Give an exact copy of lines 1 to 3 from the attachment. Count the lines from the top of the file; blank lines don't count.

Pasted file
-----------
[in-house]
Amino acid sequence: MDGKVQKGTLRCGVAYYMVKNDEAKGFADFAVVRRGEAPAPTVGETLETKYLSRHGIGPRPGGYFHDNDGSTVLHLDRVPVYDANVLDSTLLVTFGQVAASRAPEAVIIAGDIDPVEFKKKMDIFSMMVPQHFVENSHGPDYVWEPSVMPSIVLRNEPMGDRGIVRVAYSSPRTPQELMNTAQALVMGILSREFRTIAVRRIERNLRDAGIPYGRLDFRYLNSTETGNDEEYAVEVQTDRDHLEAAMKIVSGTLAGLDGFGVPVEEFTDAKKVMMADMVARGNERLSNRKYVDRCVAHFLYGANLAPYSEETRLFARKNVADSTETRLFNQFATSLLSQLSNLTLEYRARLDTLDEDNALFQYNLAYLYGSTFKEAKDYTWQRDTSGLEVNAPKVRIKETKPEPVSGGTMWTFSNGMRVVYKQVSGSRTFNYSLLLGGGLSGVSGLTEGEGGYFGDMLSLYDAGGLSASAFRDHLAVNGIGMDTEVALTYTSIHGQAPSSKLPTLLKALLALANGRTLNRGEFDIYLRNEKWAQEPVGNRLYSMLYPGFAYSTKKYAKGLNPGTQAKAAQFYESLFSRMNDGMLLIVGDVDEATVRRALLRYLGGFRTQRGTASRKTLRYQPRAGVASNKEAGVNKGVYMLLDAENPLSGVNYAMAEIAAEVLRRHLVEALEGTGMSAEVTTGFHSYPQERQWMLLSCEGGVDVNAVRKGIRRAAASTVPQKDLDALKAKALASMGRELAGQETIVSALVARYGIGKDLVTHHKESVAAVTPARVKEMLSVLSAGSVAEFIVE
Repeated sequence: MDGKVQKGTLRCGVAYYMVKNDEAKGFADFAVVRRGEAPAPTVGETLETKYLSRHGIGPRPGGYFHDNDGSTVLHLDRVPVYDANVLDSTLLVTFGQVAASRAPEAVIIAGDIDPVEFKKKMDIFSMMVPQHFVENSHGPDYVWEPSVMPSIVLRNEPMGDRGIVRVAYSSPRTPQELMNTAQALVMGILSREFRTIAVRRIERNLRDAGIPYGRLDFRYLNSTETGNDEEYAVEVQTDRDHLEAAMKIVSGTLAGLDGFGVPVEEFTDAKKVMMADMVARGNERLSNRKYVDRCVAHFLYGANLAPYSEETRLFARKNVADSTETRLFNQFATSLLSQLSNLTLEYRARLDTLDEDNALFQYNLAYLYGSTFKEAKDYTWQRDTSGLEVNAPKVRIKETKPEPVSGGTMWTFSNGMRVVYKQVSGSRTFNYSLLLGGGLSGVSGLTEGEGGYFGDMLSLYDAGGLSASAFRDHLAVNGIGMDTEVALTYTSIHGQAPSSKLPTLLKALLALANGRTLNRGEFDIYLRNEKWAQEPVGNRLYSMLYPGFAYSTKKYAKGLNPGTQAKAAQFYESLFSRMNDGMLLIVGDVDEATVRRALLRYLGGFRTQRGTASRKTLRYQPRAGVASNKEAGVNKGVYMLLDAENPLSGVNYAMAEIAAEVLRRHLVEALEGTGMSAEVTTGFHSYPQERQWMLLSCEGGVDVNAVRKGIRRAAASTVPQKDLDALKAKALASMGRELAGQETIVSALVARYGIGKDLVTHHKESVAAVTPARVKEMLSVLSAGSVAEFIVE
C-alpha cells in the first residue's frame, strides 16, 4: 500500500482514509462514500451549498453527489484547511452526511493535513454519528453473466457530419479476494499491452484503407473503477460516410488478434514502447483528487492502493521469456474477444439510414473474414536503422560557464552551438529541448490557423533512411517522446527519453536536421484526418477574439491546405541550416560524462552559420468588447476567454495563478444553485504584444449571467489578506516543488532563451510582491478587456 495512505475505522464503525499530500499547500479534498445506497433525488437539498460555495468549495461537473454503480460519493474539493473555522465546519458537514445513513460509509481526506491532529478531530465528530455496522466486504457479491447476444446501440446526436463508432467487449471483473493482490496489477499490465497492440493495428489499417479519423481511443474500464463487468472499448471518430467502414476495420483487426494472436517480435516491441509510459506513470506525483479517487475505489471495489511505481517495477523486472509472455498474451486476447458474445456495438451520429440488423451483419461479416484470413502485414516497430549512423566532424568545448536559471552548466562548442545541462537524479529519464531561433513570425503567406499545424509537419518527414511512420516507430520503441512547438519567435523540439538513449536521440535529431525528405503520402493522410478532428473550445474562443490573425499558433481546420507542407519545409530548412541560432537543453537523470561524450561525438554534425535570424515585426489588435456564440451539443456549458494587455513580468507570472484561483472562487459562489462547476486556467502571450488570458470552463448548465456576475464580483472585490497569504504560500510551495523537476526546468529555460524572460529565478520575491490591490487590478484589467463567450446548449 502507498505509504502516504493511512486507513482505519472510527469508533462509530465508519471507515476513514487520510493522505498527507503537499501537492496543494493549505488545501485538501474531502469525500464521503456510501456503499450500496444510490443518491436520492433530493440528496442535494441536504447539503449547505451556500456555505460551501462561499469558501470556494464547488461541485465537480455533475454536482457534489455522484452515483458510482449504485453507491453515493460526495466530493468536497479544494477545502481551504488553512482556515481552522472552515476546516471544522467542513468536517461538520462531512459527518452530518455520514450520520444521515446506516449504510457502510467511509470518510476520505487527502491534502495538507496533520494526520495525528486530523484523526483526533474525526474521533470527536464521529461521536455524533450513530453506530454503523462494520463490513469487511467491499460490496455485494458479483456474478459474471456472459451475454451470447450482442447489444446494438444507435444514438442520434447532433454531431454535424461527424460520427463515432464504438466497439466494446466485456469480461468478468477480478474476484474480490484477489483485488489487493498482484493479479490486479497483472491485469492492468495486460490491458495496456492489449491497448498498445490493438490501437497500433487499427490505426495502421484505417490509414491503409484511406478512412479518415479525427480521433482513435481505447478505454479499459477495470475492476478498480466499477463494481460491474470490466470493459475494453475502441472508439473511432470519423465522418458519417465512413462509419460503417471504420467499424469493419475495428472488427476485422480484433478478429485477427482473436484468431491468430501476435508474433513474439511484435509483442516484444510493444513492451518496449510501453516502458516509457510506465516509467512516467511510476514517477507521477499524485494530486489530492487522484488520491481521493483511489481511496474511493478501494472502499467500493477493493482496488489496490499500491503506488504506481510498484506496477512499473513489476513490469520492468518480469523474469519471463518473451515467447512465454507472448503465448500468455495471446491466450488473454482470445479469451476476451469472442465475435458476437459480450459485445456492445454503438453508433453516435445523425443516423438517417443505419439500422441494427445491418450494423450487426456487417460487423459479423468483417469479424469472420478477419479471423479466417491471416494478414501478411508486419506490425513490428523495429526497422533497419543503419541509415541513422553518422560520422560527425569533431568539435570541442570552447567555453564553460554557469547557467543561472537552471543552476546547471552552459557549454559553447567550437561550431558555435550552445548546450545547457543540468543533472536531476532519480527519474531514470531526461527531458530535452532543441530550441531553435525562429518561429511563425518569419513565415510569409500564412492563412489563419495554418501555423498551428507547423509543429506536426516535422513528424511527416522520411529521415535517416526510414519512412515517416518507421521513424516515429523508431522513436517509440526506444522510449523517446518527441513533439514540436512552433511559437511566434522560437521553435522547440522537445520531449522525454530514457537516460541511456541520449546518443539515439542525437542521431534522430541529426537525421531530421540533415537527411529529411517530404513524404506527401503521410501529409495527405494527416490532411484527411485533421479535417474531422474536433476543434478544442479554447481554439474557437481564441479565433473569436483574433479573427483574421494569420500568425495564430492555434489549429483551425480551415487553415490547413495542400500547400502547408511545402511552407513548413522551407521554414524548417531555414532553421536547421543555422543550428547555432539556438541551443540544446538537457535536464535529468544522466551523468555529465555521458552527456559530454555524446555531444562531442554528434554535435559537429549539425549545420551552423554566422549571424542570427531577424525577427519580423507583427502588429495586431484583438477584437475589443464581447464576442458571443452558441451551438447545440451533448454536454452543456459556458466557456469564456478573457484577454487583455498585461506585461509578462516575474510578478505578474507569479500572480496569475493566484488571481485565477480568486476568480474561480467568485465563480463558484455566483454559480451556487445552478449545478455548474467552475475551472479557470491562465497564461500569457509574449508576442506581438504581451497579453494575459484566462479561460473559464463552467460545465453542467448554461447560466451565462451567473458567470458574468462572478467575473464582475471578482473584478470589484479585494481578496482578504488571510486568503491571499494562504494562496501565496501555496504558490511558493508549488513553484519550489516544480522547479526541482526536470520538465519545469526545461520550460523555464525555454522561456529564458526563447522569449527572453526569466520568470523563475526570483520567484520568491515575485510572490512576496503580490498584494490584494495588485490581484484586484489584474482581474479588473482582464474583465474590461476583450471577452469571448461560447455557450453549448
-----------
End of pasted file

[in-house]
Amino acid sequence: MDGKVQKGTLRCGVAYYMVKNDEAKGFADFAVVRRGEAPAPTVGETLETKYLSRHGIGPRPGGYFHDNDGSTVLHLDRVPVYDANVLDSTLLVTFGQVAASRAPEAVIIAGDIDPVEFKKKMDIFSMMVPQHFVENSHGPDYVWEPSVMPSIVLRNEPMGDRGIVRVAYSSPRTPQELMNTAQALVMGILSREFRTIAVRRIERNLRDAGIPYGRLDFRYLNSTETGNDEEYAVEVQTDRDHLEAAMKIVSGTLAGLDGFGVPVEEFTDAKKVMMADMVARGNERLSNRKYVDRCVAHFLYGANLAPYSEETRLFARKNVADSTETRLFNQFATSLLSQLSNLTLEYRARLDTLDEDNALFQYNLAYLYGSTFKEAKDYTWQRDTSGLEVNAPKVRIKETKPEPVSGGTMWTFSNGMRVVYKQVSGSRTFNYSLLLGGGLSGVSGLTEGEGGYFGDMLSLYDAGGLSASAFRDHLAVNGIGMDTEVALTYTSIHGQAPSSKLPTLLKALLALANGRTLNRGEFDIYLRNEKWAQEPVGNRLYSMLYPGFAYSTKKYAKGLNPGTQAKAAQFYESLFSRMNDGMLLIVGDVDEATVRRALLRYLGGFRTQRGTASRKTLRYQPRAGVASNKEAGVNKGVYMLLDAENPLSGVNYAMAEIAAEVLRRHLVEALEGTGMSAEVTTGFHSYPQERQWMLLSCEGGVDVNAVRKGIRRAAASTVPQKDLDALKAKALASMGRELAGQETIVSALVARYGIGKDLVTHHKESVAAVTPARVKEMLSVLSAGSVAEFIVE
Repeated sequence: MDGKVQKGTLRCGVAYYMVKNDEAKGFADFAVVRRGEAPAPTVGETLETKYLSRHGIGPRPGGYFHDNDGSTVLHLDRVPVYDANVLDSTLLVTFGQVAASRAPEAVIIAGDIDPVEFKKKMDIFSMMVPQHFVENSHGPDYVWEPSVMPSIVLRNEPMGDRGIVRVAYSSPRTPQELMNTAQALVMGILSREFRTIAVRRIERNLRDAGIPYGRLDFRYLNSTETGNDEEYAVEVQTDRDHLEAAMKIVSGTLAGLDGFGVPVEEFTDAKKVMMADMVARGNERLSNRKYVDRCVAHFLYGANLAPYSEETRLFARKNVADSTETRLFNQFATSLLSQLSNLTLEYRARLDTLDEDNALFQYNLAYLYGSTFKEAKDYTWQRDTSGLEVNAPKVRIKETKPEPVSGGTMWTFSNGMRVVYKQVSGSRTFNYSLLLGGGLSGVSGLTEGEGGYFGDMLSLYDAGGLSASAFRDHLAVNGIGMDTEVALTYTSIHGQAPSSKLPTLLKALLALANGRTLNRGEFDIYLRNEKWAQEPVGNRLYSMLYPGFAYSTKKYAKGLNPGTQAKAAQFYESLFSRMNDGMLLIVGDVDEATVRRALLRYLGGFRTQRGTASRKTLRYQPRAGVASNKEAGVNKGVYMLLDAENPLSGVNYAMAEIAAEVLRRHLVEALEGTGMSAEVTTGFHSYPQERQWMLLSCEGGVDVNAVRKGIRRAAASTVPQKDLDALKAKALASMGRELAGQETIVSALVARYGIGKDLVTHHKESVAAVTPARVKEMLSVLSAGSVAEFIVE